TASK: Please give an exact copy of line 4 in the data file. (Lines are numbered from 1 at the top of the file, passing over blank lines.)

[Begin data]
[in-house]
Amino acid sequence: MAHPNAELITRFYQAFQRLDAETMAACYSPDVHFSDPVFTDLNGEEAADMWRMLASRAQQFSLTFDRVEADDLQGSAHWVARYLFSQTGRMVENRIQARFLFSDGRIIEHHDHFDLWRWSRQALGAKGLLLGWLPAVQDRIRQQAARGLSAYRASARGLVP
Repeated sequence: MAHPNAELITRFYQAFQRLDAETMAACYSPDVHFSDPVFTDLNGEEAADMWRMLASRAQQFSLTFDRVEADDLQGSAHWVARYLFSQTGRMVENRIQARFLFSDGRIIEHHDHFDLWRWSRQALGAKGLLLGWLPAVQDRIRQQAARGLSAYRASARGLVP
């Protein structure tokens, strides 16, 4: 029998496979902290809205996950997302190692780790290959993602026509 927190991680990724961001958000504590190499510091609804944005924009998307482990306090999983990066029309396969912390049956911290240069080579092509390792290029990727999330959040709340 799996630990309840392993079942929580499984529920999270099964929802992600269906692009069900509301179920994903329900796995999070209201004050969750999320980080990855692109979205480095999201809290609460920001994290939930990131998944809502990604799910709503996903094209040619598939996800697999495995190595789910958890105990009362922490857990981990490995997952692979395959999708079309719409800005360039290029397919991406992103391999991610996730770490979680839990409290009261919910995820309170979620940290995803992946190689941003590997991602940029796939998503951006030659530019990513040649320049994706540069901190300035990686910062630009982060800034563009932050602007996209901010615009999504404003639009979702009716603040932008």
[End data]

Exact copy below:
């Protein structure tokens, strides 16, 4: 029998496979902290809205996950997302190692780790290959993602026509 927190991680990724961001958000504590190499510091609804944005924009998307482990306090999983990066029309396969912390049956911290240069080579092509390792290029990727999330959040709340 799996630990309840392993079942929580499984529920999270099964929802992600269906692009069900509301179920994903329900796995999070209201004050969750999320980080990855692109979205480095999201809290609460920001994290939930990131998944809502990604799910709503996903094209040619598939996800697999495995190595789910958890105990009362922490857990981990490995997952692979395959999708079309719409800005360039290029397919991406992103391999991610996730770490979680839990409290009261919910995820309170979620940290995803992946190689941003590997991602940029796939998503951006030659530019990513040649320049994706540069901190300035990686910062630009982060800034563009932050602007996209901010615009999504404003639009979702009716603040932008």